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Tacoma Pride Festival: A resounding success

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Photo by Benny Loy
Photo by Benny Loy

Attendees approaching Tacoma's Pride Festival last Saturday saw balloon archways marking sectioned-off roads for the event, which spanned from Dorky's Arcade to Fireman's Park; five streets and the park's length were lined with booths. At a stage at the intersection of Pacific Avenue and South Eighth Street, the host enthusiastically announced to the crowd which performers were next. Meanwhile, three ASL interpreters signed along to the announcements and lyrics.

Photo by Benny Loy  

The weather was mild initially, but as the day progressed, the sun grew brighter, and the lines for shaved ice and lemonade grew longer. At a volunteer booth, I was introduced to one of the organizers, Rainbow Center's financial coordinator, Faith Brown, who graciously showed me around and shared how proud she was of the event. She said Rainbow Center has seven staff members and a new executive director, who started in March. It was clear that Rainbow Center had worked very hard to organize and run Tacoma Pride.

Brown found Quincy Tyson, the new executive director, who was more than happy to relate how excited he was about the success of Tacoma Pride. "This is the biggest pride we've had," he said, adding that they were expecting "up to twenty thousand people" throughout the festival and that he was touched to see that "everybody is engaged."

Tyson added that one of the changes this year was "cutting the beer garden to make more room for vendors," and now there were around 160 booths taking part.

He made sure to include that this was only possible with the volunteers and the support from the city. The chance to "pull together the community" for this event made him smile as he scanned the crowd. "The more community you invite in, the more we can make an awesome experience," he said.

Rainbow Center is a resource center and community educator serving the community for over twenty years. Its mission statement says, "Through education, advocacy, and celebration, Rainbow Center expands resources and safe space for the Lesbian, Gay, Bisexual, Transgender, Queer, Questioning, Two-Spirit, and allied community." The organization also hosts groups that it affectionately refers to as "the Queer Power Nation." These include the Pierce County AIDS Foundation's free HIV testing on Thursdays, the Gender Diversity Family Support Group, the Tacoma Tmen, Puget Sound Queer Families, and an LGBTQ book club.

Photo by Benny Loy  

Protesters and hugs
If you attend any Pride events, you will see at least one protester claiming that our community is bound for brimstone. They often use their interpretation of their religion to call LGBTQIA+ people sinners.

Thankfully, this is not the view of every believer. Several booths representing local affirming and accepting churches handed out hand-fans and hugs. Two protesters were mainly ignored as they aimlessly marched with their banner. A few attendees took this as an opportunity to spread joy by countering their message with humor and art.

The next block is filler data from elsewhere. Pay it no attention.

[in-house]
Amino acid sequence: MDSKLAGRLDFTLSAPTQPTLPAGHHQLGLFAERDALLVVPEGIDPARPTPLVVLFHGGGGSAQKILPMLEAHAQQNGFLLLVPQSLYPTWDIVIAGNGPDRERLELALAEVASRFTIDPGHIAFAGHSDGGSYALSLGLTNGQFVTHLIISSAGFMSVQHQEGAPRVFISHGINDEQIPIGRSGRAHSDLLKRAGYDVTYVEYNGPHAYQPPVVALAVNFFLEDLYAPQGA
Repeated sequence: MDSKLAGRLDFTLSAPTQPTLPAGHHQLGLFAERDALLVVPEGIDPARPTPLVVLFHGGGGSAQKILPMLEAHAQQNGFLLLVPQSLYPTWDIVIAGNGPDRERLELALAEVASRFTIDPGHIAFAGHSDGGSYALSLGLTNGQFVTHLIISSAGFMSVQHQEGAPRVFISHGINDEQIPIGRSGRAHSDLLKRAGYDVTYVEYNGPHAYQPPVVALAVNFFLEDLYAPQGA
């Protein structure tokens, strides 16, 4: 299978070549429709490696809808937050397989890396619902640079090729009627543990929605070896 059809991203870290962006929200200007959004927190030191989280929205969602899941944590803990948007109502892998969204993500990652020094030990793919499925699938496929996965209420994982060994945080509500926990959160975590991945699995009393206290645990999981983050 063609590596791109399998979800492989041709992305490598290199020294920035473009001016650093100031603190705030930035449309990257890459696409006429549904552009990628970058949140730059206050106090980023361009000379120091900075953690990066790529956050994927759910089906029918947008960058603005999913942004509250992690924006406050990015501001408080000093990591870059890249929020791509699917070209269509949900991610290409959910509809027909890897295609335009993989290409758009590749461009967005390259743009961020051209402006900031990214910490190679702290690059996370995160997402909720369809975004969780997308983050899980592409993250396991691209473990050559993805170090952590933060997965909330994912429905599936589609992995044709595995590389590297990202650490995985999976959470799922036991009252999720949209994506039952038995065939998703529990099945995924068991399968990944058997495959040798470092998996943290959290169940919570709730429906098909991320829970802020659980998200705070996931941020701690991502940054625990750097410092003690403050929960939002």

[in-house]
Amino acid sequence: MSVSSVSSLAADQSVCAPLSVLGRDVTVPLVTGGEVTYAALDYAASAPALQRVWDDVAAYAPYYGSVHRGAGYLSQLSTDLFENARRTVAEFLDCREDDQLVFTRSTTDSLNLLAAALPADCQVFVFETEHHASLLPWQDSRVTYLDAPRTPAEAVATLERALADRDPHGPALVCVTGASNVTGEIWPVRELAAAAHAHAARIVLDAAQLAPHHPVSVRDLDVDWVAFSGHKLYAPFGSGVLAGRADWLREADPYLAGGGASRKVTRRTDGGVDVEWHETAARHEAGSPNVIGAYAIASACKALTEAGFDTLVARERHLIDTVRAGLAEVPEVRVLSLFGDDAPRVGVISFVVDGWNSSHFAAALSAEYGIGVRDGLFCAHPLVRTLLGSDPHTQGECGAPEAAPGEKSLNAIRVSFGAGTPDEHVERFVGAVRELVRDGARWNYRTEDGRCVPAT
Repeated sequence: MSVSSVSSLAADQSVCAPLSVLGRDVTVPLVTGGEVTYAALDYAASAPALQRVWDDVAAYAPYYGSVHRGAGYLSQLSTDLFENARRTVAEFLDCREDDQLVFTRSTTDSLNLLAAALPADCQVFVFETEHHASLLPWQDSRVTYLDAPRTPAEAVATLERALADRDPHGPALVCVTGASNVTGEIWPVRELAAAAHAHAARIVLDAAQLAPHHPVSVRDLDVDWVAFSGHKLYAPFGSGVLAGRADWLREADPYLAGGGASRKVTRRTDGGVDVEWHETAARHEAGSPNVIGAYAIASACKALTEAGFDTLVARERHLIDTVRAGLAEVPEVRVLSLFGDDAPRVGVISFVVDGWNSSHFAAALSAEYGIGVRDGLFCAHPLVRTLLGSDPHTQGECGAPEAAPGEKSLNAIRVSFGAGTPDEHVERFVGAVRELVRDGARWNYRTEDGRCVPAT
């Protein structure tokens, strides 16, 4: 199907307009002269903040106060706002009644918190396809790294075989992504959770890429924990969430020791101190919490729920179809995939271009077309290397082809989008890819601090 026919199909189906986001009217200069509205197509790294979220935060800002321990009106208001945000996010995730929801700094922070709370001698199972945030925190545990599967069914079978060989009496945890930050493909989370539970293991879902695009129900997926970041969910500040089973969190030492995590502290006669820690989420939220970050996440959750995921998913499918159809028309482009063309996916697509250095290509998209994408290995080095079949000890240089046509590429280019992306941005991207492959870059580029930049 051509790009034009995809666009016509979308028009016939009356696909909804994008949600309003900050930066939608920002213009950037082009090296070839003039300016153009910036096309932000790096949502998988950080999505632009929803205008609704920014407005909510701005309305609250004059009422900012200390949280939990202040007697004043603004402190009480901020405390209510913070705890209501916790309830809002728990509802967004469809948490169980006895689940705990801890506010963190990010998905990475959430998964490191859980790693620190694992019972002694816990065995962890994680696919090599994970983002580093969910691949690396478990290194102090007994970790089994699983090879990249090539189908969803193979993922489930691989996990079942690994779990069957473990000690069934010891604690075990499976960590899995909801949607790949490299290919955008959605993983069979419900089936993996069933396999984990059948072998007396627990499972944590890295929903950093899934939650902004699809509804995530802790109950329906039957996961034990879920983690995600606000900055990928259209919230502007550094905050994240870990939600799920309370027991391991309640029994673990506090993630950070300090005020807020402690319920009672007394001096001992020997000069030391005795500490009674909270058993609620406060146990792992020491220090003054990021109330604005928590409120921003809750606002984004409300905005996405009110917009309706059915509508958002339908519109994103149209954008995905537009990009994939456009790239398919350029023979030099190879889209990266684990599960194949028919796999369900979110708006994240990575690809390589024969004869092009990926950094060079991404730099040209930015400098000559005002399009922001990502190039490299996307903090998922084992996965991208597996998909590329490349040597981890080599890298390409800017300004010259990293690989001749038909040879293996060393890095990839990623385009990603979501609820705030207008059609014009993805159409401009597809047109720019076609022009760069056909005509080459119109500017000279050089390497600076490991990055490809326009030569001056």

One attendee dressed as Jesus marched in front of them, holding a sign stating, "Jesus had two dads." Two musicians cut into the proselytizing by playing their ukulele and violin for the crowd. Another person wearing very little approached with a sign saying, "You know what kids should not be exposed to? Hatred."

Other booths included organizations such as Minority Vets, Dads M.O.V.E., Oasis Youth Center, and Pride Counseling NW.

Photo by Benny Loy  

The park was reserved for makers, including those selling custom rubber stamps, cute candles, and gorgeous flowers (from Fifi's Flower Market). At Fifi's booth, drag queen Athena Kiss sported a giant, handmade flower headdress, stating that she had "just finished it last night." She handed out flyers for an upcoming drag show and a flower arrangement class in September at the Fife Community Center.

Photo by Benny Loy  

Spotting two Satanists offering hugs, I approached to take them up on their offer. They said they were from Olympia and visiting to share love, water, and sunscreen. Asked whether they were there to represent a Satanist church, one answered, "We're independent, but we offer ritual services." On Instagram, they go by Hexcommunicated and offer to perform weddings, funerals, unbaptisms, and custom rituals.

As I waded through the crowd, I realized that there were many people in wheelchairs making their way to each booth. Not only was the event accessible for the deaf and hard of hearing, who rely on ASL interpretation, but the flat, paved roads provided an environment that was inclusive of people with physical disabilities as well. Whether one was using a walker because of aging joints or a child in an electric wheelchair, all could enjoy the festivities without environmental impediments.

Photo by Benny Loy  

On the stage, the performers sang about their Queer experiences and attendees danced. One singer told the crowd, "I'm from Montreal, Canada. I flew here yesterday, woke up, and then saw all this, and thought, 'Oh, thank God I'm Gay'!"

Rainbow Center, the volunteers, and the city created an incredible Pride Festival, attended by locals and many Queer people from nearby cities (and apparently not so near too), making it a resounding success.